I want to know if I have a RAID 5 system that had a failed drive, I replaced it with the wrong drive and it started to rebuild. I need to know if I can pull that drive while it is rebuilding and replace it with a new (and correct) drive and expect it to all rebuild as close to normal as possible?
Yes, it shouldn't be a problem, as long as you are replacing the drive that is currently rebuilding and not another drive. RAID 5 can only suffer one hard drive loss.
After you replace the drive, the rebuilding should restart. I usually swap drives while the system is shut down, just to be safe, but this isn't 100% necessary.
RAID controllers are smart enough to restart or resume rebuilding when they detect the status of the array. If a new drive is there, it will rebuild. If the server is restarted, it will resume on next boot.
It shouldn't be rebuilding at all - you essentially have two failed drives (The dead one, and the one you wrongly replaced) and that's more than raid 5 should be able to handle. Its a wierd situation. I wonder if you have hot spares, and the drive had been replaced quietly, which is the only way I see this working.
I'd suggest letting it rebuild first, and this is the advice we got from the vendor who sold us the disk array. Basically, since there's heavier load on the drives while you rebuild and other drives might fail. Letting it rebuild and replacing the drive means you minimise the load on the disk controllers and reduce the risk of something going on. Doubly so since if you replace the 'wrong' drive, you essentially have two drive failures right now.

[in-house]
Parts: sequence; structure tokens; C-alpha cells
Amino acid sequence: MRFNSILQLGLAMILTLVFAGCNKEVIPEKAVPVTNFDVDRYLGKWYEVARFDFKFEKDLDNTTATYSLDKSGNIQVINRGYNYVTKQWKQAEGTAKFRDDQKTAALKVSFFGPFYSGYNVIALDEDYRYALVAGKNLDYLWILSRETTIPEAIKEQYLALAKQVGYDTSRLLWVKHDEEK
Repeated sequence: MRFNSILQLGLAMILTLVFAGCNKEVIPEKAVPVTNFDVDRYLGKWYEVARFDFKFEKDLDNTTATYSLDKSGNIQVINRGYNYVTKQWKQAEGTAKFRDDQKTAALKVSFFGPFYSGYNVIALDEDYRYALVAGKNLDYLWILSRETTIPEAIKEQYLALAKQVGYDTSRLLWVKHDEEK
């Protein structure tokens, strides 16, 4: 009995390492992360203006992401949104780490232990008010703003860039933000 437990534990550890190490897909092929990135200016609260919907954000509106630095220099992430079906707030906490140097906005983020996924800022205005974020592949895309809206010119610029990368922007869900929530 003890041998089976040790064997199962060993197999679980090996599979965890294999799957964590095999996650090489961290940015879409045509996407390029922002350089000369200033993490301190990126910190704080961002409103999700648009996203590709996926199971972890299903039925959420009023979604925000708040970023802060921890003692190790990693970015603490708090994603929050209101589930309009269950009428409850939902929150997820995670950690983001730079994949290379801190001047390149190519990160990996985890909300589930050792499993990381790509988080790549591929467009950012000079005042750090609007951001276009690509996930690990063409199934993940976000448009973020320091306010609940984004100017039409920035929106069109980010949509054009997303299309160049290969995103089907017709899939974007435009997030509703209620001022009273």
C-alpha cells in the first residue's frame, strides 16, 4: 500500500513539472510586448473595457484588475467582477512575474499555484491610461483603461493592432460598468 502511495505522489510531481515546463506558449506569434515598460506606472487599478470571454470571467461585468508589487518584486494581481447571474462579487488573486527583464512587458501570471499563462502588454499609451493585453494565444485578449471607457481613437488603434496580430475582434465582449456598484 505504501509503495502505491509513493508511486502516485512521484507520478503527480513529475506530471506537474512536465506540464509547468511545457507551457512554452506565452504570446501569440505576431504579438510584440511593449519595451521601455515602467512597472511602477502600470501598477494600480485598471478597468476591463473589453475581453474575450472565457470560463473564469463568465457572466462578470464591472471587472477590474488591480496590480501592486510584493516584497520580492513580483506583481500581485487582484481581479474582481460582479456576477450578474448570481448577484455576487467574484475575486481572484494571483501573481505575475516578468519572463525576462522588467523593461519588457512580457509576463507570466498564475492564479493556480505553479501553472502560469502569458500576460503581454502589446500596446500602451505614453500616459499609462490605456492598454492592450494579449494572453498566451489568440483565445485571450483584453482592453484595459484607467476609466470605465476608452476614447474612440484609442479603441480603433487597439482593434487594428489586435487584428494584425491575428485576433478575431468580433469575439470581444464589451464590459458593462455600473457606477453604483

Let it rebuild. Swap the 'dead' drive for the 'old' drive that you just pulled, preferably after wiping the old drive. Check your data
Backups would let me sleep better at night should something like this happen.
This is very much dependent on the controller (or software) and its behavior. In general, you can pull the failed drive and the replacement drive, insert a new one, and have it rebuild the array.
It does this by calculating parity from the healthy drives, then rebuilding the data on the last. E.g. if you have a 4-drive RAID 5, you have one failed drive, 3 healthy. If you have a 5th drive in that's replacing #4, you can pull 4 and 5.. as long as 3 of the original 4 stay healthy and online.
However, some controllers are quirky. They can have bugs and other issues that complicate it.
If this is a hardware RAID, I'd strongly recommend calling manufacturer support to confirm. They may have some special procedure they want done.